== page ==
Meet Katherine Johnson, A True Pioneer
March 28, 2014

Meet Katherine Johnson, A True Pioneer

Today, women work in every field—from ditch diggers to astronauts. That was not always the case, however. In the not too distant past, the only reason for a woman to go to college was to become a secretary, a nurse, a teacher…or a wife. This was especially true if you were African-American.

That’s why Katherine Johnson entered college during the Great Depression. Her mother was a teacher and she expected to be one as well, though she couldn’t decide between math or French.

“Math is just there. It has always been a part of whatever I was doing. You are either right, or you are wrong. There is an exact answer for everything.”

Katherine Coleman (her birth name) was a precocious child. She was reading by the age of four, and counted everything. Her mother started a summer school for the kids in her area, and put Katherine straight into second grade based on her abilities. She was the youngest child in her family, but she helped the other children with their math homework and ended up two grades ahead of her next oldest brother. She entered college—West Virginia University—at the age of 15 to work on her teaching degree.

Mrs. Johnson lucked out, though. One of her professors—noted African-American mathematician W.W. Schieffelin Claytor, PhD—noticed how very good at math she was, and pushed her to take advanced math classes. He told her that she could be a research mathematician, and when she asked what that was, he said, “You’ll find out out.” Claytor—who was only the third African-American to earn a PhD in math—had her take every class in the catalog, even when she was the only student in the class. He even created a special course in analytical geometry just for her.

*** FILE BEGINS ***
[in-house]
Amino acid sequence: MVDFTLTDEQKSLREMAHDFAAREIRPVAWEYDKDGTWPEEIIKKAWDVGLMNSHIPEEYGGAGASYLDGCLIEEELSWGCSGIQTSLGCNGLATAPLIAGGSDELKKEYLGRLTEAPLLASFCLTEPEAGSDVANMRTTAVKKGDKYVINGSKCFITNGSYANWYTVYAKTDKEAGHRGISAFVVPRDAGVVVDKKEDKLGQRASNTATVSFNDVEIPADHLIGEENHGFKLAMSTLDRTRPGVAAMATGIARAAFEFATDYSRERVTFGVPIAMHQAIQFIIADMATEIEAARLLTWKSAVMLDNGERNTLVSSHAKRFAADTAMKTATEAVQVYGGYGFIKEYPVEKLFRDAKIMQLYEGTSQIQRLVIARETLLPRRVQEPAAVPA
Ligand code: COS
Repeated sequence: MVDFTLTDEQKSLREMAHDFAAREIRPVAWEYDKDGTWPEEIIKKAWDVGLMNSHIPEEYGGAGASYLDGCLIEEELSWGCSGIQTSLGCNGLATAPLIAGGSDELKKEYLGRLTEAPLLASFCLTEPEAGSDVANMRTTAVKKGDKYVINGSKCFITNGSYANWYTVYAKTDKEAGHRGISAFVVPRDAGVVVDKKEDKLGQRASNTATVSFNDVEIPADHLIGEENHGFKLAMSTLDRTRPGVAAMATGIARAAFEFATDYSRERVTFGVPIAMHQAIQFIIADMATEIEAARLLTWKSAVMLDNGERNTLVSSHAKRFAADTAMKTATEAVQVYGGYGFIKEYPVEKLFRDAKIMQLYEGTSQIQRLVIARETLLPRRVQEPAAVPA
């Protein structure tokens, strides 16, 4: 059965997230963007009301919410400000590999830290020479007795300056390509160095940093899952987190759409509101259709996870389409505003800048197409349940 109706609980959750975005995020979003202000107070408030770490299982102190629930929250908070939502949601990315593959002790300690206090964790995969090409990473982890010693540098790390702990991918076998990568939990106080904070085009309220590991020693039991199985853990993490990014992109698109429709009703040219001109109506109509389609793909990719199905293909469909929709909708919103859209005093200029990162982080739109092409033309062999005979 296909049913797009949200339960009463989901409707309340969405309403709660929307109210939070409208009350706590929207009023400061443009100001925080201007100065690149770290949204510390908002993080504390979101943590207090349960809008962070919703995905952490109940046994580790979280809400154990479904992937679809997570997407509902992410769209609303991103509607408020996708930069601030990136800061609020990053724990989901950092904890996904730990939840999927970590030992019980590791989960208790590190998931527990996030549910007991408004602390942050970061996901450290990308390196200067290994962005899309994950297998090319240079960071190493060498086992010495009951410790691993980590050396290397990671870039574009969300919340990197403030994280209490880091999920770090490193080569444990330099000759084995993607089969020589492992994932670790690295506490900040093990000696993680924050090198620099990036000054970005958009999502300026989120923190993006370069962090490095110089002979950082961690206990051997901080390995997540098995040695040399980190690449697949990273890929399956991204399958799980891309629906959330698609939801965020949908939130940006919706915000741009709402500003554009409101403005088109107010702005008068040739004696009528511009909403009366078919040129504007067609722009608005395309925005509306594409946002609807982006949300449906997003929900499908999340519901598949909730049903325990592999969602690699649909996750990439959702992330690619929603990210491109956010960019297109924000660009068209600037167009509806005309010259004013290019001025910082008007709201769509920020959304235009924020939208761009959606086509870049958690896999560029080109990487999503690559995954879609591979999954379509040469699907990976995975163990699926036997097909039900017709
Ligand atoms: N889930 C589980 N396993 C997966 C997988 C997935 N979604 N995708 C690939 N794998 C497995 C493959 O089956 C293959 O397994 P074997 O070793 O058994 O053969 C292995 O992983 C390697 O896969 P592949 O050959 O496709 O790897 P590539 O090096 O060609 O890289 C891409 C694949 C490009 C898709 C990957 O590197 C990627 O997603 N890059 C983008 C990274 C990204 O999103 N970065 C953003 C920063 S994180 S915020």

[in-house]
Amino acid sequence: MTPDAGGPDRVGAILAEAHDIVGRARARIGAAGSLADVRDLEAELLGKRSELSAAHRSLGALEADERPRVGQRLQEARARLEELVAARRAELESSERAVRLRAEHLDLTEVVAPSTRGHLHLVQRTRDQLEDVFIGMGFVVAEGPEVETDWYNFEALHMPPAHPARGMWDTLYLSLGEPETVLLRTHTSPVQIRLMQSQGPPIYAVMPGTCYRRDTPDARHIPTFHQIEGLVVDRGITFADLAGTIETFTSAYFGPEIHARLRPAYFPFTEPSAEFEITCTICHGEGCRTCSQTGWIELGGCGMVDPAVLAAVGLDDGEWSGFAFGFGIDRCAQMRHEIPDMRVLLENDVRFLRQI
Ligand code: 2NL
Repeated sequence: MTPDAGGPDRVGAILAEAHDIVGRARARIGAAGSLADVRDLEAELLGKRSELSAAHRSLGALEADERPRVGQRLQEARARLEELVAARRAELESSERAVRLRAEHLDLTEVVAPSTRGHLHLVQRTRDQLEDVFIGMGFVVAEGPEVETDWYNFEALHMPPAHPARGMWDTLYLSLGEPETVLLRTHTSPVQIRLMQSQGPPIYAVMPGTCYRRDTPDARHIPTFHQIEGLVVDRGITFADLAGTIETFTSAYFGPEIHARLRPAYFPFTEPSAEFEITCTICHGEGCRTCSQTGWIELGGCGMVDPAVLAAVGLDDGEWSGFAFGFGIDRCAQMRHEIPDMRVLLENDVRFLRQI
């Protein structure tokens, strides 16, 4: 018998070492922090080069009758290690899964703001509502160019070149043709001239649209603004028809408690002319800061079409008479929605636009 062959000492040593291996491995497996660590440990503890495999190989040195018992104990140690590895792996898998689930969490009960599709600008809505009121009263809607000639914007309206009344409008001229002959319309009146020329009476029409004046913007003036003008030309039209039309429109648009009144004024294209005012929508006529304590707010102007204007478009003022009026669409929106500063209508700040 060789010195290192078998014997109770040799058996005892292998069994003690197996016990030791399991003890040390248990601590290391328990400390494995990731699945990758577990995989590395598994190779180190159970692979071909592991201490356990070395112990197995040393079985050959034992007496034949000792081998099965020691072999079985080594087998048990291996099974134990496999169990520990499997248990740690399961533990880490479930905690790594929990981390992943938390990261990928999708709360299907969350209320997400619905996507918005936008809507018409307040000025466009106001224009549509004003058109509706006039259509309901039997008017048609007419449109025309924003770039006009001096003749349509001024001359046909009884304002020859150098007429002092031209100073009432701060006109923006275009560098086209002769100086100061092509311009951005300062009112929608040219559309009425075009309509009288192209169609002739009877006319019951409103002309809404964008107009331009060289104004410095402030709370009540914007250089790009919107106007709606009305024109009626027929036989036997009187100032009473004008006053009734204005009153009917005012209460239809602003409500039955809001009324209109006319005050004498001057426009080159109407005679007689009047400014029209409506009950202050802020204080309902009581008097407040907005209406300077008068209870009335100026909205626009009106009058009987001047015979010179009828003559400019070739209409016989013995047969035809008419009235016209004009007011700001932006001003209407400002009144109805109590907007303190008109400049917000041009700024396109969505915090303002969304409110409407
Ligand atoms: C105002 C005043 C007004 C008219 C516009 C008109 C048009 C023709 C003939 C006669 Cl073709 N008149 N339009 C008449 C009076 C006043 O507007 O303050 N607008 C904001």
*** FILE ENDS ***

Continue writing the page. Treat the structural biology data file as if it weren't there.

Johnson had other supporters as well, including a woman math professor who offered to “come find her” if Johnson was not in her classes come the next semester. Johnson graduated in 1934 with a double major of French and mathematics. She re-entered college in 1940 to earn a graduate degree, but family problems forced her to leave before completing it.

After graduating, Johnson taught high school for seven years before applying to work at Langley Research Center the first year they opened up positions to women. The folks at Langley, which would later become part of NASA, had filled their “quota” for the year, so they asked her to wait. Johnson moved her family to Hampton, VA. where her first husband, James Gobles, became a painter at the Naval Shipyard.

At first, Katherine was part of a pool of “women computers.” Think of a large room of women with calculators checking the math of the men, or performing low-level calculations. Katherine and one of her “computers with skirts” colleagues were temporarily transferred to the, previously, all-male flight research team. Her work was so good, and her demeanor so self-confident, that they forgot to “return her.” Like she was loaned out as a library book!

This was just the start for our 95-year-old heroine. She worked on everything from Alan Shepard’s space flight trajectories, to planning our first mission to Mars. John Glenn’s orbit around Earth was the first time NASA used computers to calculate a space flight—and Johnson was called in to verify the computer’s numbers because they trusted her more.

She ended her career at NASA as a both a physicist and space scientist, co-authoring over 26 papers—a feat unheard of in those days for either “women computers” or African-American women. Mrs. Johnson retired from NASA in 1979 to spend time with her husband, Lt. Colonel James A. Johnson, and their grandchildren and great-grandchildren. She is truly an inspiration for women and African-Americans in Science and Technology.

Mrs. Johnson will be part of a new digital and television initiative, created by AOL and PBS, to honor groundbreaking women. The series is called MAKERS, and PBS will be airing six documentaries starting in June of this year. Mrs. Johnson will be part of MAKERS: Women & Space. You can get a sneak preview of her interview here.

Image Credit: NASA / Sean Smith

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